Ireland's sailing, boating & maritime magazine

Irish Sailing President's Summer Blog

19th August 2019
Competitors in the 500-boat July VDLR Regatta on Dublin Bay Competitors in the 500-boat July VDLR Regatta on Dublin Bay Credit: Afloat

Irish Sailing President Jack Roy reviews a busy 2019 sailing season and reports on the association's next strategic plan

A very busy June on the water began with Seafest, described by An Tanaiste Simon Coveney as the “ploughing championships of the marine sector” moved to Cork City Quays for the Bank Holiday weekend. Over 100 people tried sailing on the River Lee on board 1720s from Royal Cork Yacht Club and Cove Sailing Club’s ketch the Anna Emily with support from Sail Cork, Blackrock Sailing Club and the “young mariners” from Kinsale (Outdoor Education Centre).

Also in early June, forty-five competitors in the 50th Solitaire Urgo Le Figaro race (known as the unofficial solo offshore world championship) raced from Nantes to their first stopover in a very welcoming Kinsale. It was a pleasure to meet with the sailors and support teams, including the leg winner Yoann Richomme of France as well as our own Joan Mulloy and Tom Dolan.

Jack roy figaro Irish Sailing President Jack Roy (left) with Figaro Leg one winner Yoann Richmonne in Kinsale in June

The Irish Cruiser Racing Association (ICRA) National Championships took place on Dublin Bay and 93 boats from 23 clubs from around Ireland competed, including a large number of under 25s. The event saw five national titles decided and congratulations go to Dux of Howth Yacht Club which emerged overall winner.

Dux 5573Dux of Howth

The 14th running of Volvo Dun Laoghaire to Dingle Race on June 12th was the most successful so far. Mick Cotter, of the Royal St George YC on Windfall, set a new course record while Paul O’Higgins of the Royal Irish YC became first skipper to achieve back to back wins with Rockabill VI.

Windfall D2D Race start 1840The Maxi Windfall at the start of the D2D Race

The last week in June saw the O'Leary Life Sovereigns Cup 2019 hosted by Kinsale Yacht Club. The formula applied to the running of this series proves to be hugely successful time and time again, making it enjoyable for all involved both on and off the water.

eleutheraGreystones winner Eleuthera competing at the Sovereign's Cup Photo: Bob Bateman

July and the Volvo Dun Laoghaire Regatta held from the 11th – 14th was the biggest yet in terms of entries– 491 boats from 24 classes competed on 6 courses. This was a huge spectacle both on the water and from the shore. The classic fleets of Seabird Half Raters and Myths, both from Wales along with Howth 17s, were a particularly special sight on the bay.

seabird action2Visiting Welsh Seabird and Half Raters were features of this year's VDLR

The first Irish Sailing Pathfinder Women at the Helm Regatta took place this weekend (17 & 18 August) at the National Yacht Club. Irish Sailing designed the event to increase the number of women in sailing, and with 61 boats taking part, we look forward to seeing the benefit to our sport.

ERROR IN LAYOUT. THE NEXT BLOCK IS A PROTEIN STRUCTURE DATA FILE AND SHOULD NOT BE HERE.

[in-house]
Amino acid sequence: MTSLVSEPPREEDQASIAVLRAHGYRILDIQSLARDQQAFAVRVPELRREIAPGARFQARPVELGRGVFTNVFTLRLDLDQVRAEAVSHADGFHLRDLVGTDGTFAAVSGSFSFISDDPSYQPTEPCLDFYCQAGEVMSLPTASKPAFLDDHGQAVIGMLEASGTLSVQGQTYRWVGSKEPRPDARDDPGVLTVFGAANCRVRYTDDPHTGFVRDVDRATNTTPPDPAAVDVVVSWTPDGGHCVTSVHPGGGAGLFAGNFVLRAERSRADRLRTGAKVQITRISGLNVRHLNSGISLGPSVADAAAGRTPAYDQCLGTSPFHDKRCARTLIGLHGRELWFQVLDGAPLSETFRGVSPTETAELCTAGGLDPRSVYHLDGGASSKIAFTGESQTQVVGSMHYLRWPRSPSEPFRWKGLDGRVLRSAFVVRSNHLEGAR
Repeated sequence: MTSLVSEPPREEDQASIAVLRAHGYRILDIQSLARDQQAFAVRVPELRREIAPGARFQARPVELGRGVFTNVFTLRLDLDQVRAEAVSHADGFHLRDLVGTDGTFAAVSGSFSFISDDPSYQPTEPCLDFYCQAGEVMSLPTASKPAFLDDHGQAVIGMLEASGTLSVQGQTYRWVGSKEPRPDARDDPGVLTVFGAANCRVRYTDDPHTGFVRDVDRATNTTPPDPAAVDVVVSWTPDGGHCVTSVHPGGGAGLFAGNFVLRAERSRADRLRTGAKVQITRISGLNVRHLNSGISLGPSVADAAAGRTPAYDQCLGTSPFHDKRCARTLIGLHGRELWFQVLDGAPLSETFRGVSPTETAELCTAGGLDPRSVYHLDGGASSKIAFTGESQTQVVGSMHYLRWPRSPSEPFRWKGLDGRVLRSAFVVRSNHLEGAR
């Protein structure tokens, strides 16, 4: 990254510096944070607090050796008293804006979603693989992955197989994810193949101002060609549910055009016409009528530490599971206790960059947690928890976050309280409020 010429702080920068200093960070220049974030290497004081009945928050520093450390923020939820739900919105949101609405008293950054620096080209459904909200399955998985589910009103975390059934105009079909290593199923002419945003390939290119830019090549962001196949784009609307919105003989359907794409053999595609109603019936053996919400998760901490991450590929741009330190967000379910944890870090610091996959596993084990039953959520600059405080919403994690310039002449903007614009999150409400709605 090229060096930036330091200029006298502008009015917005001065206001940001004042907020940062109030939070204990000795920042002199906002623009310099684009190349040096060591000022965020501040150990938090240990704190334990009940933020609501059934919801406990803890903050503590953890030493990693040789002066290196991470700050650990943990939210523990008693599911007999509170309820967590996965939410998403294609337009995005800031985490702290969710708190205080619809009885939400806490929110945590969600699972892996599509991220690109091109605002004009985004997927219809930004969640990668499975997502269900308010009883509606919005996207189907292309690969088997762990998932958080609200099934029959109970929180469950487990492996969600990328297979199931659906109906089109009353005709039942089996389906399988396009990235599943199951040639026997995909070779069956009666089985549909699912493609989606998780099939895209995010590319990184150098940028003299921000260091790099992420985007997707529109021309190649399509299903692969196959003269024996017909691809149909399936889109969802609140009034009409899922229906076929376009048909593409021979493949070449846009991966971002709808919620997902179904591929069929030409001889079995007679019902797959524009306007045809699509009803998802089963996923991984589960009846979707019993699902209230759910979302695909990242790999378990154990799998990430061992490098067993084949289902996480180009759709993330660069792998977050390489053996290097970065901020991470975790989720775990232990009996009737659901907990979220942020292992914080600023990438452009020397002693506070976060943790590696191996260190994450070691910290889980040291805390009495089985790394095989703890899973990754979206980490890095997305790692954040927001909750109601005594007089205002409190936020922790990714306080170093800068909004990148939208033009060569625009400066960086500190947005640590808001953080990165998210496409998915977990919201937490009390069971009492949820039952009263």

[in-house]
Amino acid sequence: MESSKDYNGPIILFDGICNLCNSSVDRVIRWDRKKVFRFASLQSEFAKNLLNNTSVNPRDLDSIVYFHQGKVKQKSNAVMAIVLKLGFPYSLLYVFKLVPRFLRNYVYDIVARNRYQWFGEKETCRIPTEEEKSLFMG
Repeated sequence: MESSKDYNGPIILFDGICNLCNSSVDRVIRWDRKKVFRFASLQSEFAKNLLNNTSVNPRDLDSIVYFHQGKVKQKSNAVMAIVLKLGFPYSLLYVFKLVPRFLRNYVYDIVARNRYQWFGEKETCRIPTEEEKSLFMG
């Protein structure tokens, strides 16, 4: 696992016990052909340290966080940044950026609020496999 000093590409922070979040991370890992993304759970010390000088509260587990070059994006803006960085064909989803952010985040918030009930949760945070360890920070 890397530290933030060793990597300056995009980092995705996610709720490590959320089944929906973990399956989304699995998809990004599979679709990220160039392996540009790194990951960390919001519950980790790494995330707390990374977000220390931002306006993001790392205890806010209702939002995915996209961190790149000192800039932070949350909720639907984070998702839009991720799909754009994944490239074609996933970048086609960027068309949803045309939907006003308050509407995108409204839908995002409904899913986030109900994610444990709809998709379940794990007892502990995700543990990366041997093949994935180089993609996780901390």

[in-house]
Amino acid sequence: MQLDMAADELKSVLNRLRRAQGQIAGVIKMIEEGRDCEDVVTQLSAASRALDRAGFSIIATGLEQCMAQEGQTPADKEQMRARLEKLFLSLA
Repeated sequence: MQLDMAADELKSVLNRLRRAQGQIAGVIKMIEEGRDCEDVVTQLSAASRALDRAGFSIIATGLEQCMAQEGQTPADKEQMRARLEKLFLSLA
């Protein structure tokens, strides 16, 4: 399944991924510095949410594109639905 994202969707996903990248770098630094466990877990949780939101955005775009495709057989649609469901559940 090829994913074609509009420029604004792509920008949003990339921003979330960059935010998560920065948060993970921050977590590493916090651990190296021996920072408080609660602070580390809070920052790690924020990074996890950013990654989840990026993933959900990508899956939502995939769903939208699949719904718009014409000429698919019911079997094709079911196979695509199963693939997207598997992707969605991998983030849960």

This year the award-winning Watersports Inclusion Games moves to Kinsale (August 24 & 25) where we know this event is in good hands. 250 participants on each day are expected as well as equal numbers of volunteers. The range of watersports available to participants has expanded to include sailing, kayaking, canoeing, rowing, surfing, water skiing. The Games, organised by Irish Sailing, see people with all abilities from the physical, sensory, intellectual and learning spectrums take to and enjoy the water.
For more details see here

As always these are just a few of the larger events this season, every weekend local, regional, and national events are taking place in our 60 plus member clubs. These events are the lifeblood of our sport so, as always, well done to clubs, competitors and volunteers for working so hard every week to help promote active participation in our sport.

Talking of volunteers, something I refer to any time I’m given an opportunity, you are absolutely the cornerstone of our sport. Without your endless efforts, patience and generous time given, at every level, and in many different positions, within club life we quite simply would not have the great sport we all enjoy. It was, therefore, a little bit of a shock when it was brought to my attention recently that in some clubs and or classes it is assumed that volunteers, race officials, in particular, are paid for their time! I can assure you this is not the case, never has been, and certainly, I believe I speak for all fellow Race Officials, I never want to see the day where we may be paid, as is the case in some other countries. We all give our time as volunteers because we enjoy what we do and get great satisfaction and fun working with others in delivering great events.